Today’s First reading from the Acts of the Apostles states: As he said this he was lifted up while they looked on, and a cloud took him from their sight. They were still staring into the sky when suddenly two men in white were standing near them and they said, ‘Why are you men from Galilee standing here looking into the sky? Jesus who has been taken up from you into heaven, this same Jesus will come back in the same way as you have seen him go there.’
It is not too selfish to consider the Ascension as impacting on us directly. When we read the Gospel, it isn’t unusual for us to follow the disciples and look up into the sky to where Jesus has gone, into that sometimes characterless and seemingly empty void. It is in this shadowland that we excel in our faith and sometimes fall. Here is where we doubt and believe, where we sense the presence of God and feel utterly alone.
For sure, what the disciples saw certainly merited their looking into the sky. And the disciples had an extraordinary opportunity to develop a real relationship with Christ the human, Christ in bodily, human form. His leaving them would have been at once fantastical, awesome, affirming and heartbreaking. And so, the two figures dressed in white asked: why do you stand there looking into the sky?
They do so because they want to be with him. They want to follow Jesus. The disciples, whose feet were firmly on the ground and who saw Jesus disappear before their eyes, must have felt all those conflicting emotions that we can feel in our relationship with Christ, yet so much more powerfully. What were they to do now, what was their next move, how would their relationship with Christ develop?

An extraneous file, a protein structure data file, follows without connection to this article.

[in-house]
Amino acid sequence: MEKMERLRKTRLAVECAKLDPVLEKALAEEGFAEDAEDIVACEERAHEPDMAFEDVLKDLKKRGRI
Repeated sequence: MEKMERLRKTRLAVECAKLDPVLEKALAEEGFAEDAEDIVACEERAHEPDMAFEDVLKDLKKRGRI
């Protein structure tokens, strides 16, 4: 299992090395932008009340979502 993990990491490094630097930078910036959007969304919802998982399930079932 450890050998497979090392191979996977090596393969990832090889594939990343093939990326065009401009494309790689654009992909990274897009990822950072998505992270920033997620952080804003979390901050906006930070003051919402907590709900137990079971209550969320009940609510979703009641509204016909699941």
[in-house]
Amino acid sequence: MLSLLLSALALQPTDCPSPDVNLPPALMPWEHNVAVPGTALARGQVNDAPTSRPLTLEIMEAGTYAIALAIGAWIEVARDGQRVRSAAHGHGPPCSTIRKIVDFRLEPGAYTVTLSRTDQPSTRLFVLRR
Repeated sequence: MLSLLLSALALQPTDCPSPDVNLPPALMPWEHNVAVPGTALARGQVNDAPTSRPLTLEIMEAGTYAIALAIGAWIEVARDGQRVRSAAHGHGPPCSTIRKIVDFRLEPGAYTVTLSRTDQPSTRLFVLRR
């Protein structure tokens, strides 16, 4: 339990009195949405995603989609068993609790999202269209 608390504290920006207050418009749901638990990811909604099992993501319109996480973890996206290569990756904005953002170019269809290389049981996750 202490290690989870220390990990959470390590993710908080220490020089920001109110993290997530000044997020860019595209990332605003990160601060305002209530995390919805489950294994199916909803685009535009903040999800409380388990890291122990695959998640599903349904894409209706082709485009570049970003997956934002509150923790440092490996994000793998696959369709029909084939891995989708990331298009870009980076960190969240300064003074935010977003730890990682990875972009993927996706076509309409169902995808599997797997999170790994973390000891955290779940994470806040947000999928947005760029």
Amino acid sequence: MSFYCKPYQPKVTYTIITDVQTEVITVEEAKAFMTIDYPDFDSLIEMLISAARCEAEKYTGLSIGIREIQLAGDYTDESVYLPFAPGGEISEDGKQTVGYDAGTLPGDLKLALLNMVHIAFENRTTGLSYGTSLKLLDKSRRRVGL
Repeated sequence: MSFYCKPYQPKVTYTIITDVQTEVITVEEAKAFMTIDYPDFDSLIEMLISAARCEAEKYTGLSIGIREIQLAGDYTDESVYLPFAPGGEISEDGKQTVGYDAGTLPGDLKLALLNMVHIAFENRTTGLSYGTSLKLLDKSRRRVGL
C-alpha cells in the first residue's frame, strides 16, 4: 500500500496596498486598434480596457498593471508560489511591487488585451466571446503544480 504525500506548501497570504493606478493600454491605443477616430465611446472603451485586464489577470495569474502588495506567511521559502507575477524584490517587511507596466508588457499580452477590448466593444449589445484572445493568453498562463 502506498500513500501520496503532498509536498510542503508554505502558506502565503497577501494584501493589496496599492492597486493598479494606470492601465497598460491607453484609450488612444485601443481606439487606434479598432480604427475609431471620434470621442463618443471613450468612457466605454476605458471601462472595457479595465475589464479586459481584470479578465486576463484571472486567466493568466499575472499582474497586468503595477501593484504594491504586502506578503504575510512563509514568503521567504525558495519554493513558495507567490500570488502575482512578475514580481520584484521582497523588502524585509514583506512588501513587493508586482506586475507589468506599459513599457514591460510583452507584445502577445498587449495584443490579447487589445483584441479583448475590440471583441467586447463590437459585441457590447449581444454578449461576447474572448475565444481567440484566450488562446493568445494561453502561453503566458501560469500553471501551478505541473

The words in the first reading remind us that our relationship with God does not depend on how we feel or what we see. It’s gauge is not the level of mystical summits we are capable of, nor is it the original gauge of St Thomas who could not believe what he did not see. So that we might become part of the Ascension, there has to come a shift in our perception of relationship. We must accept that that blank sky we look into – our landscape of faith – is so full of Christ’s love for us yet we can hardly grasp the hem of this love. All is not as it seems. Caught up in this Ascension landscape is our own rising into Christ’s love, our invitation from Christ to enter where he has gone. It is just that, when we look into the sky, we cannot see this.
Held in this invitation is the truth of Christ’s closeness to us. Instead of closing down and just looking into the sky and waiting, we take that courageous step to allow Jesus into our lives in all we do. The love of Christ should disrupt our lives to the point that we live for him in all things.
Mysteriously, the dynamism of this personal relationship between us and Christ unfolds through the many human relationships all around us. We are asked to throw open the doors of prayer, so that our relationship with him is not exclusive, not self-indulgent, not selfish. Jesus challenges us to find the Ascension in those we meet. Unsettlingly, this includes perhaps especially those we do not like. To see the face of the ascended Christ in those who annoy us, who rub us up the wrong way, is to act as citizens of heaven before we even get there, and is infinitely more important than how we might or might not feel in prayer.
A reading from the Gospel according to Matthew (28:16-20)
The eleven disciples set out for Galilee, to the mountain where Jesus had arranged to meet them. When they saw him they fell down before him, though some hesitated. Jesus came up and spoke to them. He said,
‘All authority in heaven and on earth has been given to me.
Go, therefore, make disciples of all the nations;
baptise them in the name of the Father and of the Son and of the Holy Spirit,
and teach them to observe all the commands I gave you.
‘And know that I am with you always; yes, to the end of time.’
The Gospel of the Lord.